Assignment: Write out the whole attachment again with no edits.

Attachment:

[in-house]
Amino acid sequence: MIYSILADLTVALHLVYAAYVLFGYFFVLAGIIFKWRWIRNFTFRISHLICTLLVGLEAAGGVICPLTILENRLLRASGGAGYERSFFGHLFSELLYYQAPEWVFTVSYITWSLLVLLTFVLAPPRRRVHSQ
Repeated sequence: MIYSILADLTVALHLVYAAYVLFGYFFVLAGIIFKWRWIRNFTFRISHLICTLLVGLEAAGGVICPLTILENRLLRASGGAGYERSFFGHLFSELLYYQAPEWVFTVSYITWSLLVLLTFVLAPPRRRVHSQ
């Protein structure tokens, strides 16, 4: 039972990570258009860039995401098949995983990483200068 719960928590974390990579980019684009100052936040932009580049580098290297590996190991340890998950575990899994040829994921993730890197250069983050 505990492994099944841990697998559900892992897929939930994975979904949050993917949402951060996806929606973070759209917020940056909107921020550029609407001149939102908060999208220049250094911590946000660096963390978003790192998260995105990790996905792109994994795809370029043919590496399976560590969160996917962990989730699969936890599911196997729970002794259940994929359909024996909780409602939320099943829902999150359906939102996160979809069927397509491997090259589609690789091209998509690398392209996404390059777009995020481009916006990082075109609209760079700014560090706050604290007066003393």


[in-house]
Amino acid sequence: MIYSILADLTVALHLVYAAYVLFGYFFVLAGIIFKWRWIRNFTFRISHLICTLLVGLEAAGGVICPLTILENRLLRASGGAGYERSFFGHLFSELLYYQAPEWVFTVSYITWSLLVLLTFVLAPPRRRVHSQ
Repeated sequence: MIYSILADLTVALHLVYAAYVLFGYFFVLAGIIFKWRWIRNFTFRISHLICTLLVGLEAAGGVICPLTILENRLLRASGGAGYERSFFGHLFSELLYYQAPEWVFTVSYITWSLLVLLTFVLAPPRRRVHSQ
């Protein structure tokens, strides 16, 4: 039972990570258009860039995401098949995983990483200068 719960928590974390990579980019684009100052936040932009580049580098290297590996190991340890998950575990899994040829994921993730890197250069983050 505990492994099944841990697998559900892992897929939930994975979904949050993917949402951060996806929606973070759209917020940056909107921020550029609407001149939102908060999208220049250094911590946000660096963390978003790192998260995105990790996905792109994994795809370029043919590496399976560590969160996917962990989730699969936890599911196997729970002794259940994929359909024996909780409602939320099943829902999150359906939102996160979809069927397509491997090259589609690789091209998509690398392209996404390059777009995020481009916006990082075109609209760079700014560090706050604290007066003393």